Afghanistan: Post-Taliban Governance, Security, and U.S. Policy [February 17, 2016] [open pdf - 2MB]
"The United States, partner countries, and the Afghan government are coping with a resilient Taliban-led insurgency after the December 2014 transition to a smaller international mission consisting primarily of training and advising the Afghanistan National Defense and Security Forces (ANDSF). The number of U.S. forces in Afghanistan, which peaked at about 100,000 in June 2011, stands at about 9,800, of which most are assigned to the 13,000-person NATO-led 'Resolute Support Mission' to train, assist, and advise the ANDSF. About 2,000 of the U.S. contingent are involved in combat against Al Qaeda and associated terrorist groups, including the Afghanistan branch of the Islamic State organization (ISIL-Khorasan), under U.S. 'Operation Freedom's Sentinel.' Amid assessments that the ANDSF is having difficulty preventing gains by the Taliban and other militant groups--exemplified by the insurgent overrunning of the northern city of city of Konduz in late September 2015 and major insurgent gains in Helmand Province--President Obama announced on October 15, 2015, that about 10,000 U.S. military personnel would remain in Afghanistan through almost all of 2016, and fall by the end of 2016 to 5,500. That post-2016 force is significantly larger than the planned post-2016 U.S. force of about 1,000 personnel that was previously announced. However, there reportedly is debate within the Administration whether the United States should maintain current troop levels indefinitely and not reduce to 5,500 by the end of 2016, and perhaps not reduce at all."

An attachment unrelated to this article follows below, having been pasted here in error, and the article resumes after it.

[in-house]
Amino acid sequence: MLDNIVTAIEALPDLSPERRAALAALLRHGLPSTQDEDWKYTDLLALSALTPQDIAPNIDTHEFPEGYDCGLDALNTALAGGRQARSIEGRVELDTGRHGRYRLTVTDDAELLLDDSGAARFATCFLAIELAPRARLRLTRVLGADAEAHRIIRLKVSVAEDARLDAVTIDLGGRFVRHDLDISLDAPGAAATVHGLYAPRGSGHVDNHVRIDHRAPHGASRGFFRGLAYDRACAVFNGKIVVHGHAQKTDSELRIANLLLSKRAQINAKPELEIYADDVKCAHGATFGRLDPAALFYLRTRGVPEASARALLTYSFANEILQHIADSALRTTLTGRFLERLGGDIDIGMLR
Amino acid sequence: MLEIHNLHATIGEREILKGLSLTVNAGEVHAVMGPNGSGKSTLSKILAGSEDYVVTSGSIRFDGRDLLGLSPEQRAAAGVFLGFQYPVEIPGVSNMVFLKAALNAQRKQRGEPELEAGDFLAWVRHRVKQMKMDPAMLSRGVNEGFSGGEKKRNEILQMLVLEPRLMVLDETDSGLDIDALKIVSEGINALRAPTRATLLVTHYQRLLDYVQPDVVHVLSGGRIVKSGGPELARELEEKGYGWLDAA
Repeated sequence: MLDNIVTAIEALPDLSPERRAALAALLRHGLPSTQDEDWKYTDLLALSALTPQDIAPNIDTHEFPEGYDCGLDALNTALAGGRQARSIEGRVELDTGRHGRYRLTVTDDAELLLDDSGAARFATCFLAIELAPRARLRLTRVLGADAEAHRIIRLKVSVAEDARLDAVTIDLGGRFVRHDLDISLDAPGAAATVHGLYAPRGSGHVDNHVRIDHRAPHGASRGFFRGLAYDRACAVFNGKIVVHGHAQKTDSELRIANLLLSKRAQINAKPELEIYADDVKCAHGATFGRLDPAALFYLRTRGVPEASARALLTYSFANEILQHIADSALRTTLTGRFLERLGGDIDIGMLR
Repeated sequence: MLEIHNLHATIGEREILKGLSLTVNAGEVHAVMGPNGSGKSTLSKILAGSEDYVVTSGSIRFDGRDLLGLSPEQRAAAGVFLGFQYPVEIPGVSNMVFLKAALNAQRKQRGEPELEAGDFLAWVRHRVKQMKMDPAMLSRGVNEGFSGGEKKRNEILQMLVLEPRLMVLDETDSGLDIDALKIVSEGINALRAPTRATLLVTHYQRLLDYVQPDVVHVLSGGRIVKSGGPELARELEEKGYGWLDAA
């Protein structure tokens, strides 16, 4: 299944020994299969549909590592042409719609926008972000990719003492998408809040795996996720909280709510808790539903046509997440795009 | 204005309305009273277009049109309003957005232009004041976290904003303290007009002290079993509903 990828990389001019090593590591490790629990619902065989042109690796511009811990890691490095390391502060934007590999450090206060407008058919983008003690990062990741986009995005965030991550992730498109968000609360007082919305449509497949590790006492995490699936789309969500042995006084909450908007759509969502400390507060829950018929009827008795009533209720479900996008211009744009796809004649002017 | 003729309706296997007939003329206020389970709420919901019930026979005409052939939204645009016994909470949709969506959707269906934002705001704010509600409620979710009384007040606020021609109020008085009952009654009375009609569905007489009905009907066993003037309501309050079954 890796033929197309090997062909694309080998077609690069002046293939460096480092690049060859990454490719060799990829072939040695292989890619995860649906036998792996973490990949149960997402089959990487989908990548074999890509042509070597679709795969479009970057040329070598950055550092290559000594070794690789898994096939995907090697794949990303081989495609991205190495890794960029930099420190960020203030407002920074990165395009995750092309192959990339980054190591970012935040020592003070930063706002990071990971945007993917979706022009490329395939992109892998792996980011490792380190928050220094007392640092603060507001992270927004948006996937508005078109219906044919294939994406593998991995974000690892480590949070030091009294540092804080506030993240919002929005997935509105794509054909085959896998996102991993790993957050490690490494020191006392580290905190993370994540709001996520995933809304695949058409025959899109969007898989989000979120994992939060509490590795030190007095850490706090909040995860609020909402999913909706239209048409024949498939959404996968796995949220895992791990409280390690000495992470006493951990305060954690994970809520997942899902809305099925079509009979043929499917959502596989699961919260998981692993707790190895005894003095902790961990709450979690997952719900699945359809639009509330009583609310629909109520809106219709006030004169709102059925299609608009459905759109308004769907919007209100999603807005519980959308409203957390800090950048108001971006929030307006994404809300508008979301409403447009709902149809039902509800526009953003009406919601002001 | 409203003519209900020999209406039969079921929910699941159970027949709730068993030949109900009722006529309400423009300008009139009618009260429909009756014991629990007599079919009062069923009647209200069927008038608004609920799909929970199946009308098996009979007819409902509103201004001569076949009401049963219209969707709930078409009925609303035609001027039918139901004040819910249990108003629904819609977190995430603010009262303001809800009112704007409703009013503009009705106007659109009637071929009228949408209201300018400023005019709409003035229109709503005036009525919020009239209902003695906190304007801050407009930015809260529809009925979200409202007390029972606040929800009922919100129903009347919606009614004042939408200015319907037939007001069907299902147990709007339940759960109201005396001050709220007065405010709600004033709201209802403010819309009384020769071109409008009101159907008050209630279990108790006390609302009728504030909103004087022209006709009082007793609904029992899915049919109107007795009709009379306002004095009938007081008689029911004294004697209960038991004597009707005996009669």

CRS Report for Congress, RL30588
Federation of American Scientists: http://www.fas.org/sgp/crs/index.html